Finally, there is widespread coverage of the news that, as the Guardian reports, “the north-east of England is in line for a green jobs windfall thanks to private investment in the offshore wind industry backed by a grant of undisclosed size from the government’s £160m support fund”. BBC News says: “More than 1,000 jobs are to be created following investment in two sites manufacturing offshore wind farm equipment, the government has said. A South Korean company will create 750 new jobs in North Lincolnshire by building a £117m factory to make supports for turbines. In Newcastle, a site in Wallsend will see a £70m investment safeguarding 325 jobs and creating some more.” The Times describes the news as a “breath of fresh air for wind turbine industry” and the Daily Telegraph says it will create a “jobs bonanza”. Bloomberg also covers the news. Separately, the Times says: “Communities blighted by power lines for offshore wind farms should receive millions of pounds in compensation from a new government-backed fund, two former Conservative energy secretaries have said. Dame Andrea Leadsom and Amber Rudd are calling on ministers to require offshore wind farm developers to pay into a new fund to bankroll better community facilities in places affected by new underground cables, electricity substations, power lines and pylons.”
China’s cabinet has said that the country will launch its national carbon emissions trading scheme (ETS) for the electricity sector in July, reports Reuters. The decision was made during an executive meeting of the State Council, the state administrative authority, yesterday, says state broadcaster CCTV. A CCTV news clip says that the meeting had announced that the ETS for the electricity sector would be launched at “an appropriate time” this month. The next step would be to cover more sectors to reduce greenhouse gas emissions through market mechanisms, it reports. S&P Global Platts says that Beijing is preparing the “groundwork” for including the refining and petrochemical sector in the national ETS. The outlet cites “a source with knowledge of the matter”.
Meanwhile, state news agency Xinhua says that the Ministry of Ecology and Environment has set up a research centre for “Xi Jinping Thought on Ecological Civilisation”. An inaugural meeting for the institute yesterday described the ideology as the “scientific guide” and a “powerful thought weapon” for “building a socialist ecological civilisation”. [“Ecological civilisation” refers to a civilisation form in which human beings and nature “coexist harmoniously” – a notion highly promoted by Xi.] The Global Times, a state-run newspaper, focuses on a previous Bloomberg report of China’s largest bank abandoning its plan to finance a coal-fired power plant in Zimbabwe. It says the move contributes to the “green progress” of China’s Belt and Road Initiative.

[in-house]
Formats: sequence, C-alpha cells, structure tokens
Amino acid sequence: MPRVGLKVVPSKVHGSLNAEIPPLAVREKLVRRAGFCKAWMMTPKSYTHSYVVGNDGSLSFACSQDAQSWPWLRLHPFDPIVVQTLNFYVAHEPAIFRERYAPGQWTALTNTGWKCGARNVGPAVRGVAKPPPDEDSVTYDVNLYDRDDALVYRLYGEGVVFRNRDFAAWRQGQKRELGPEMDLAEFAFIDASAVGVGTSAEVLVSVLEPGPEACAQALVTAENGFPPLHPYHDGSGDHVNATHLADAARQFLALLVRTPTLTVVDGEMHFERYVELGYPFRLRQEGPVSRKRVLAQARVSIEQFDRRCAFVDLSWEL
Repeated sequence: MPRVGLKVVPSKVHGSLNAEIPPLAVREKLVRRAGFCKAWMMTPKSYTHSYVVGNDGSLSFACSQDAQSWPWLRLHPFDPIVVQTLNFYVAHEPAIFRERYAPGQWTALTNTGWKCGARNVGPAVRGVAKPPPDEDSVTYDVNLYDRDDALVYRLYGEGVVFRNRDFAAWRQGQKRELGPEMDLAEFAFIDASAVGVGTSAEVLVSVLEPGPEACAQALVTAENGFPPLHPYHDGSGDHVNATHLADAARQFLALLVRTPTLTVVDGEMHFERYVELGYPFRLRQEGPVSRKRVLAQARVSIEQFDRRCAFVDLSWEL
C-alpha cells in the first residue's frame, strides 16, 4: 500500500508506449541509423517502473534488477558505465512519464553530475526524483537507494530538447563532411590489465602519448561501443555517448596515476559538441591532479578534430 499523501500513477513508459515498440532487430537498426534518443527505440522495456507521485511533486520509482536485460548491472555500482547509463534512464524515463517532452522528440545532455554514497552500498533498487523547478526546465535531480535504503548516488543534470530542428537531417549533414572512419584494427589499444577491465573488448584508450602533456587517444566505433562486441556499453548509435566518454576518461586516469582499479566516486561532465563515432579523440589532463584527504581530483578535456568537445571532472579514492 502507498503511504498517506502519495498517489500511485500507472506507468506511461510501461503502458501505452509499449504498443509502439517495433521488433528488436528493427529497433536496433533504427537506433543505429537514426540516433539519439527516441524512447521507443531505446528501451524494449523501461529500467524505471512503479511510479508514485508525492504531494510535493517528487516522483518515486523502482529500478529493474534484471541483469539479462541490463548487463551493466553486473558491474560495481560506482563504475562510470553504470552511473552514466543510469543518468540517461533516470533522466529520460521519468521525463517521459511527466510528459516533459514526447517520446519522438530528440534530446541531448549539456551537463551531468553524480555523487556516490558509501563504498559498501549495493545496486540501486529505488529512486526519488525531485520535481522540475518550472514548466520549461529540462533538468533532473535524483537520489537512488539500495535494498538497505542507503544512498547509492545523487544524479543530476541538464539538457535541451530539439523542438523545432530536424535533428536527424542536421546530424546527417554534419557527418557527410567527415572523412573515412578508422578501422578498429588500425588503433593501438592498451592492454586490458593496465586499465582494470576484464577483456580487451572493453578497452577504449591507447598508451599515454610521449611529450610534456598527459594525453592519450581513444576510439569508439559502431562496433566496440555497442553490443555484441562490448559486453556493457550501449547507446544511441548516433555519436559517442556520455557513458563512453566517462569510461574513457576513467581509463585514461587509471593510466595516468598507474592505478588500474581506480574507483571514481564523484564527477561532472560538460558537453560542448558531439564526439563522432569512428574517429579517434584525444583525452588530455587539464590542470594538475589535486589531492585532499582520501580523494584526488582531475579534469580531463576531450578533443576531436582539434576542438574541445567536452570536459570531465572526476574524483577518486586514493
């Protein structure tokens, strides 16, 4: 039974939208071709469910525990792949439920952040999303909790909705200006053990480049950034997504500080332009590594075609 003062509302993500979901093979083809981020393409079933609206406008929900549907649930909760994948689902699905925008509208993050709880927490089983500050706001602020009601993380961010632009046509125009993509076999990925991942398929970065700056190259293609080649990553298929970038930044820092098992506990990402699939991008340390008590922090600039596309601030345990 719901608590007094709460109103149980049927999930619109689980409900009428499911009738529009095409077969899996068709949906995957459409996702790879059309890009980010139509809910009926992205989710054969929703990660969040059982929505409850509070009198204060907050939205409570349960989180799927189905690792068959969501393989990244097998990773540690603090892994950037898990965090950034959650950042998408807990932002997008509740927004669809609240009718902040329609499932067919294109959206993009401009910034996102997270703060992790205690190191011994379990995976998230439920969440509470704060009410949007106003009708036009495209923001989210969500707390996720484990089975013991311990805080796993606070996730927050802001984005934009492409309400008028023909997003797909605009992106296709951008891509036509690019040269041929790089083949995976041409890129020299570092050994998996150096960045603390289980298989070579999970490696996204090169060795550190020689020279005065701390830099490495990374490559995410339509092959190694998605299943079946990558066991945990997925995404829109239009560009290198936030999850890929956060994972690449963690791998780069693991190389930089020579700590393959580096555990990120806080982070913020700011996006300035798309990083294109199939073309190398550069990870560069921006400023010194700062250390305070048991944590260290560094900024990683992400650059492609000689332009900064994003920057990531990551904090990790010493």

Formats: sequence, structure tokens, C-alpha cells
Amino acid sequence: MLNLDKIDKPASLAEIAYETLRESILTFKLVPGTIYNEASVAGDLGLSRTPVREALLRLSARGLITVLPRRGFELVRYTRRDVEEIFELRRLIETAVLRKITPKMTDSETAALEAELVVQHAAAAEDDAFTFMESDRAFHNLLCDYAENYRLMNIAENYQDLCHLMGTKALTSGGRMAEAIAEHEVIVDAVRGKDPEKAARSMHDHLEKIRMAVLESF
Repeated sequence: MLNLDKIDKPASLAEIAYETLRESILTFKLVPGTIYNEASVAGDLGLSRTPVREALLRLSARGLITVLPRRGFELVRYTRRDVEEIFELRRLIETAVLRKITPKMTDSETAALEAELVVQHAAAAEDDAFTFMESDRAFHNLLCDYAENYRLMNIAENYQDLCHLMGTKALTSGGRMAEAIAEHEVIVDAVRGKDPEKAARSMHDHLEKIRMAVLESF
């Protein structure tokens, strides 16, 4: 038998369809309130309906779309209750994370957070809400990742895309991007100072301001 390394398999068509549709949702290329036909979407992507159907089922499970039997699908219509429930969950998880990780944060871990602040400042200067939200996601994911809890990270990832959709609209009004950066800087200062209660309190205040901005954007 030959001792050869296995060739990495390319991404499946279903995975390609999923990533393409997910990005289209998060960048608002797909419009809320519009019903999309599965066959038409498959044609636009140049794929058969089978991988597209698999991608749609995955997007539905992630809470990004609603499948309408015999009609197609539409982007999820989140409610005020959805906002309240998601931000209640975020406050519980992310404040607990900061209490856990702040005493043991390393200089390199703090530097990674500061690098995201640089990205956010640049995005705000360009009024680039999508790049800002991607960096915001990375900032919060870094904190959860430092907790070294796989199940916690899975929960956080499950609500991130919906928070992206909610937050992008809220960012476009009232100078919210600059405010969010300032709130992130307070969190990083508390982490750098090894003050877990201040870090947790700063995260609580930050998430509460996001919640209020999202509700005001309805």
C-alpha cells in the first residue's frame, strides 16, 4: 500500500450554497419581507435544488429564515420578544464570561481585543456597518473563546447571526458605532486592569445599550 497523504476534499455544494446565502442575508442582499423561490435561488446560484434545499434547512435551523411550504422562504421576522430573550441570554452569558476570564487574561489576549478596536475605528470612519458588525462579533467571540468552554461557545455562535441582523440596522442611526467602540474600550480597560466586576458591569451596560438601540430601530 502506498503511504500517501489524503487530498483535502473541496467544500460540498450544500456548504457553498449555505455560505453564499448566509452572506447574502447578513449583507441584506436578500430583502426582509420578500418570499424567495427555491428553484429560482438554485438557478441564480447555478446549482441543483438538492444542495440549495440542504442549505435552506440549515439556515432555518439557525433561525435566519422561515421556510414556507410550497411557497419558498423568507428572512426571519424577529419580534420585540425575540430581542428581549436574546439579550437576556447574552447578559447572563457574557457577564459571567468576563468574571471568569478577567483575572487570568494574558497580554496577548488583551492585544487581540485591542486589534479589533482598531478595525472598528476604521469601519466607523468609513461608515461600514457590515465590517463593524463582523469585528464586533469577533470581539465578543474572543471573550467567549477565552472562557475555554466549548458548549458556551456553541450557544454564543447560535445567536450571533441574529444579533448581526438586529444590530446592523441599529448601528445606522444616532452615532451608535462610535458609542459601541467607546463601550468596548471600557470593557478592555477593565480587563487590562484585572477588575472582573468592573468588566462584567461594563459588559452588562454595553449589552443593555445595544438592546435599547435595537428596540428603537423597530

Elsewhere, China Energy News reports that the National Development and Reform Commission has ordered all regions and party-run enterprises to promote the establishment of a flexible-yet-stable coal-reserve system. The outlet also reports that “resource-rich” Xinjiang has transferred more than 59bn kilowatt hours of electricity to 20 provinces around the country during the first six months of 2021 under a national resource-sharing strategy. The figure, a 34% year-on-year increase, means that the receiving provinces had burnt more than 18m tonnes of standard coal equivalent (Mtce) less during the period.
Australia’s federal court has formally declared the nation’s environment minister has a “duty to take reasonable care” that young people will not be harmed or killed by carbon dioxide emissions if she approves a coalmine expansion, reports the Guardian, adding that the judgment that “could have wider implications for fossil fuel projects”. The newspaper continues: “In the federal court case, brought by eight schoolchildren and an octogenarian nun, Justice Mordecai Bromberg on Thursday also ordered the minister pay all costs. The judge had indicated he would make a declaration during the case in May, when he rejected a request by the children to issue an injunction blocking Whitehaven Coal’s plans to expand its Vickery coalmine project near Boggabri, New South Wales. Climate campaigners said there should be ‘no moral, legal or rational way’ environment minister Sussan Ley could now approve the project.” Bloomberg also covers the story, saying “it is the latest legal challenge to the fossil fuel industry as climate campaigners seek to use courts to press companies to accelerate efforts to address global warming”.
In other Australian news, the Guardian reports that “a call from a Pacific island neighbour to phase out coal power is one of 55 recommendations the Morrison government has rejected ahead of a UN session focusing on Australia’s human rights record”. And a further Guardian story says “pledges from major companies to reach net-zero greenhouse gas emissions are driving up prices for Australia-based climate offsets to levels not seen since the 2014 repeal of the carbon pricing scheme”.